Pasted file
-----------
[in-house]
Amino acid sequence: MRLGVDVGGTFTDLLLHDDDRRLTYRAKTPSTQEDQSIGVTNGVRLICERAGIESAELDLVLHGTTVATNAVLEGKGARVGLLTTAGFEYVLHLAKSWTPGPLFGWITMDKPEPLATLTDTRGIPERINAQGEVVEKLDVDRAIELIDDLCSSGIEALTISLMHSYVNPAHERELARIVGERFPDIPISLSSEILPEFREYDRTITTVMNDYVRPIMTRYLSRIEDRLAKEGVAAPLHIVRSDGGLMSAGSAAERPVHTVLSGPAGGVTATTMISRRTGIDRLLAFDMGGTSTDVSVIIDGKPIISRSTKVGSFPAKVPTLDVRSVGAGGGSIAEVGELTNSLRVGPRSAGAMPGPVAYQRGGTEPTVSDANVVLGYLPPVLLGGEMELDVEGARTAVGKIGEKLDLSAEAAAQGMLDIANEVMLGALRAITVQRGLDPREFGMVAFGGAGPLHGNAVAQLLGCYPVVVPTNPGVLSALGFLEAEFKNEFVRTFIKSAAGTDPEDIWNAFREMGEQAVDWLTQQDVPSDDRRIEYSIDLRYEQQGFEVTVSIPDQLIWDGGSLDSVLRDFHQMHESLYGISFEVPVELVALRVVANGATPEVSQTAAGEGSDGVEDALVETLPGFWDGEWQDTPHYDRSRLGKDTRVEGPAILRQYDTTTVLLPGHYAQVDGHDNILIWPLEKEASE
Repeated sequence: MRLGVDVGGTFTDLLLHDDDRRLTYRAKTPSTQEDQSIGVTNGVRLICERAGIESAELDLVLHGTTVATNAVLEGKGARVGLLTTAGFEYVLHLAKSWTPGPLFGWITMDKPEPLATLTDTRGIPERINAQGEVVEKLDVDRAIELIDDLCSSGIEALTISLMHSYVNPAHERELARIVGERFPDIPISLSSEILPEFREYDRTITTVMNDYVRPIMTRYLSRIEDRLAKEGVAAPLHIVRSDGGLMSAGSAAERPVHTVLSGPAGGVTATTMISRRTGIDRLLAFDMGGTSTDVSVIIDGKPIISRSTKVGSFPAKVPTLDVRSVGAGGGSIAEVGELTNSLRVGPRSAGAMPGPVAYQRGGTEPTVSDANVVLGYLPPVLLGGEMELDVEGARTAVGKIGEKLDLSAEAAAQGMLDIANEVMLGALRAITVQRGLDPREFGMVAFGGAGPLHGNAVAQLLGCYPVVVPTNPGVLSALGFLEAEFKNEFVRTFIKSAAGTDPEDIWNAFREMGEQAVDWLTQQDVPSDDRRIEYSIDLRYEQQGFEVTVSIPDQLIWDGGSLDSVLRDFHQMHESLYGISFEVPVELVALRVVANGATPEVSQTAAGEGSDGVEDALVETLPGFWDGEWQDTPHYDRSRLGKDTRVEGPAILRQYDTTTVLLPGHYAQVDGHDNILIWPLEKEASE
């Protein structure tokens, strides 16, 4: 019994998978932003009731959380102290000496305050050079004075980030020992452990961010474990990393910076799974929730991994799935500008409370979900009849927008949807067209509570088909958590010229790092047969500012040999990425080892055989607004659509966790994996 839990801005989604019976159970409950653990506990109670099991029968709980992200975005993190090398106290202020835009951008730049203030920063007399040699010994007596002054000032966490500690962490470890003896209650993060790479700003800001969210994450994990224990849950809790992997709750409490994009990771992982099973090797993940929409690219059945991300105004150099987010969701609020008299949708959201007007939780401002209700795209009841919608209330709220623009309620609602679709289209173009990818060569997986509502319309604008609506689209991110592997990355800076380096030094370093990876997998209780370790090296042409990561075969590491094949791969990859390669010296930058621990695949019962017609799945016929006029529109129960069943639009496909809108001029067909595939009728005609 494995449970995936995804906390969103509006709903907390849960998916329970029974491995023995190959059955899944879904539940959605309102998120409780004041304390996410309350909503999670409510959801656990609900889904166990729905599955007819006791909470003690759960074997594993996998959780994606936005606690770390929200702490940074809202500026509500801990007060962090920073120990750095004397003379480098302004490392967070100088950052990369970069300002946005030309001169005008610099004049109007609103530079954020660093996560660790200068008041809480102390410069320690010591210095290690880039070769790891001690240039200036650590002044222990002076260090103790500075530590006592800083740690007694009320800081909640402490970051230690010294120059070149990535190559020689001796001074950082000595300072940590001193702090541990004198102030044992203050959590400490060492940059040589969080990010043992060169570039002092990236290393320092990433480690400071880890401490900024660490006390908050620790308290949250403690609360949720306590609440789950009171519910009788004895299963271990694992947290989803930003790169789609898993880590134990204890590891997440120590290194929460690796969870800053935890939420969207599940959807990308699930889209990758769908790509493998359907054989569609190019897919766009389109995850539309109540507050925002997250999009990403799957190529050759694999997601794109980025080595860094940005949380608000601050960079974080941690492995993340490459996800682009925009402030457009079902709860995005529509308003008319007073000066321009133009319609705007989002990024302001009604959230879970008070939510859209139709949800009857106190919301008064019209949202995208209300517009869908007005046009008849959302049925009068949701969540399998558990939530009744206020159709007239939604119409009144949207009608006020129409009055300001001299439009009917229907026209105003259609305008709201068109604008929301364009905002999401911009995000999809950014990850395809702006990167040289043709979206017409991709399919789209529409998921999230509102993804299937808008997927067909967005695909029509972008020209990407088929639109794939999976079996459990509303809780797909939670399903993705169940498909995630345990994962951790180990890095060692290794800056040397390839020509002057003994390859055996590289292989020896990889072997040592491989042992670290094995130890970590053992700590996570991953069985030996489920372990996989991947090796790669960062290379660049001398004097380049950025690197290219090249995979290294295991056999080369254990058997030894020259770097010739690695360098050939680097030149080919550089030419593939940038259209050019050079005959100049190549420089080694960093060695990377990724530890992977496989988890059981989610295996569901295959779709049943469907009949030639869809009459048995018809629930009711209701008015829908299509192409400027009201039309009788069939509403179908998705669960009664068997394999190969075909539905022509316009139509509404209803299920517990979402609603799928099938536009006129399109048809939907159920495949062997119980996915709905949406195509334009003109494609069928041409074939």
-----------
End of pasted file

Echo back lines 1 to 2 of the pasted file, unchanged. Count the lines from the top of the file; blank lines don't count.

[in-house]
Amino acid sequence: MRLGVDVGGTFTDLLLHDDDRRLTYRAKTPSTQEDQSIGVTNGVRLICERAGIESAELDLVLHGTTVATNAVLEGKGARVGLLTTAGFEYVLHLAKSWTPGPLFGWITMDKPEPLATLTDTRGIPERINAQGEVVEKLDVDRAIELIDDLCSSGIEALTISLMHSYVNPAHERELARIVGERFPDIPISLSSEILPEFREYDRTITTVMNDYVRPIMTRYLSRIEDRLAKEGVAAPLHIVRSDGGLMSAGSAAERPVHTVLSGPAGGVTATTMISRRTGIDRLLAFDMGGTSTDVSVIIDGKPIISRSTKVGSFPAKVPTLDVRSVGAGGGSIAEVGELTNSLRVGPRSAGAMPGPVAYQRGGTEPTVSDANVVLGYLPPVLLGGEMELDVEGARTAVGKIGEKLDLSAEAAAQGMLDIANEVMLGALRAITVQRGLDPREFGMVAFGGAGPLHGNAVAQLLGCYPVVVPTNPGVLSALGFLEAEFKNEFVRTFIKSAAGTDPEDIWNAFREMGEQAVDWLTQQDVPSDDRRIEYSIDLRYEQQGFEVTVSIPDQLIWDGGSLDSVLRDFHQMHESLYGISFEVPVELVALRVVANGATPEVSQTAAGEGSDGVEDALVETLPGFWDGEWQDTPHYDRSRLGKDTRVEGPAILRQYDTTTVLLPGHYAQVDGHDNILIWPLEKEASE